Christians in our society have also found themselves victims of abuse and hate crimes, and under threat in their employment, in their children’s education or in their business life, particularly if they hold to rigorous principles which they see as the teaching of the Bible, some of which will not be shared by all other Christians. This is not new. In the 18th century, Quakers refused to swear oaths and to remove their hats in the presence of persons of authority, because they thought that only God deserved such a degree of deference. The First World War saw many conscientious objectors, who were deliberately humiliated by being given white feathers, yet many of them served with courage and distinction in ambulance units—those stories have begun to come out in the hundred years since the war, as we have found recorded testimonies and written material about their experience.
Some of the problems that Christians have faced arise from a clash of rights between people of fundamentally different views. As a society, we have to resolve such clashes in sensible and understanding ways. Some of it arises from overzealous and bureaucratic interpretation of things like equality legislation. The most reverend Primate referred to the Belfast bakery case. In that instance, I welcome the clarity of the Supreme Court’s unanimous ruling, which draws a clear distinction between discrimination against an individual based on their opinions or sexuality, which is unlawful, and the protection of the right of an individual to refuse to express a message with which they disagreed—in this case on religious grounds. The court referred to the idea of compelled speech as not being consistent with the belief in free speech.
I want to emphasise three general points. First, I see a real danger to free speech and religious tolerance in the misguided attempts to create so-called safe spaces in student unions and university premises. We have provisions to do with hate speech. The “safe space” doctrine threatens religious discussion and the expression of religious views and destroys the beneficial educational experience of hearing and debating diverse views, which is what life at a university is supposed to embrace.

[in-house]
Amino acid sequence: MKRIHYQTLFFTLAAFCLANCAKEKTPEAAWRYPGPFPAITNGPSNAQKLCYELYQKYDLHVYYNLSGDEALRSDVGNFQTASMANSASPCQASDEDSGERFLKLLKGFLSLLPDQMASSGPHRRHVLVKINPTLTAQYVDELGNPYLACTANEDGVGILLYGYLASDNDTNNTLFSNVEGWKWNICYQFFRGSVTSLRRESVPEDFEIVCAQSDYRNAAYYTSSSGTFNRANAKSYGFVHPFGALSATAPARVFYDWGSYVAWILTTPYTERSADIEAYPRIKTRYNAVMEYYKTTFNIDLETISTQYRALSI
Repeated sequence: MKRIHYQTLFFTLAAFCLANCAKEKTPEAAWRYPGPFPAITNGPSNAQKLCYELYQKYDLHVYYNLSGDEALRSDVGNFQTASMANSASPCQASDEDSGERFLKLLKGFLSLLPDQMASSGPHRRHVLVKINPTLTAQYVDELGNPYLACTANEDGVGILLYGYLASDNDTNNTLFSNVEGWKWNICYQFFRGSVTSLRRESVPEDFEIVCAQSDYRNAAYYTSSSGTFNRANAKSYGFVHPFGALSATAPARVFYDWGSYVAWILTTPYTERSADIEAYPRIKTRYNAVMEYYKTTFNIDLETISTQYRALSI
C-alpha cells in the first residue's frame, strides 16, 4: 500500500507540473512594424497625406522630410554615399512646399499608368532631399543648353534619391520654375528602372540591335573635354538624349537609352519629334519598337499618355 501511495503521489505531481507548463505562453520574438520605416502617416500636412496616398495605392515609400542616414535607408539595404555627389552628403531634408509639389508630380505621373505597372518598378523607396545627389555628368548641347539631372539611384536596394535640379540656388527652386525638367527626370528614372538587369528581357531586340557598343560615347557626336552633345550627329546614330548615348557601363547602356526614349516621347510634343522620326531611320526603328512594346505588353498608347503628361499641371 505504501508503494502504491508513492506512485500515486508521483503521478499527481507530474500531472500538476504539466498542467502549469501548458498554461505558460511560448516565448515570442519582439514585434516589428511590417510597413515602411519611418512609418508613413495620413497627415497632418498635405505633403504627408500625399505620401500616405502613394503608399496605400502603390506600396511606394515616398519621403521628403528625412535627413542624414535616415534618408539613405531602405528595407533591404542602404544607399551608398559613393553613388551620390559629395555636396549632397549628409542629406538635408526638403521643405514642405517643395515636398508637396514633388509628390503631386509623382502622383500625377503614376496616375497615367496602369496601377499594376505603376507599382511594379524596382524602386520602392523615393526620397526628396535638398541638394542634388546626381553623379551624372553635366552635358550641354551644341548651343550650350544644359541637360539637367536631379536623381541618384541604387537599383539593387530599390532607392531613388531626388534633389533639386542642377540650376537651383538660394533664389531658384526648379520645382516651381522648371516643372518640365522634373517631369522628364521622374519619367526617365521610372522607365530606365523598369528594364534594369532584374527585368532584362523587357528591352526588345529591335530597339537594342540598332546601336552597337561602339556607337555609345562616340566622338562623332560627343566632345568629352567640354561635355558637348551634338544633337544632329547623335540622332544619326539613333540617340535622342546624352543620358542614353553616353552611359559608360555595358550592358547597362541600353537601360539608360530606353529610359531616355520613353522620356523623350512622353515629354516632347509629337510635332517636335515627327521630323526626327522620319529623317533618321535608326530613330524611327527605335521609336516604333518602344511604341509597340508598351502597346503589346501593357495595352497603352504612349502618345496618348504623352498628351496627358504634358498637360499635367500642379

Secondly, we need to be clear that Christianity— and the existence of an established church in England and a national church in Scotland in the form of the Church of Scotland—poses no threat to religious diversity and tolerance. Very few, if any, of those seeking to enhance the protection of other denominations and faiths would see any benefit in driving Christianity completely out of public life in this country or excluding it from our education system. I think the noble and learned Lord, Lord Mackay of Clashfern, made a similar point in his remarks earlier.
Thirdly, I welcome the Government’s development of their strategy to combat hate crime, but I enter a warning about using additions to prison sentences as a means of dealing with it, which the noble Lord, Lord Bourne, who is a very helpful and conscientious Minister in this field, referred to in his opening remarks. Anyone who thinks that prisons cure hatred is sadly mistaken. Almost everything about the prison system, especially in its present overcrowded and understaffed state, actually fosters hatred and prejudice. The presence of religious, racial or gender-related hatred in an offender is a sign that innovative and life-changing work is needed to have any hope of challenging those ingrained attitudes. When they can, prison officers, health staff and chaplains try to address this sort of problem, but they have so little time, and so little continuity with individual prisoners, that the task is really beyond the system’s present capacity. That capacity is, of course, reduced by longer sentences. Extra time enclosed in a hotbed of hatred will not drive out prejudice.
Across the world, we see terrible persecution of religious minorities. We should do everything we can to challenge it through our foreign, trade and aid policies, and I welcome the involvement of the noble Lord, Lord Ahmad of Wimbledon, in this work. We must also fight the many forms of intolerance we now see here at home.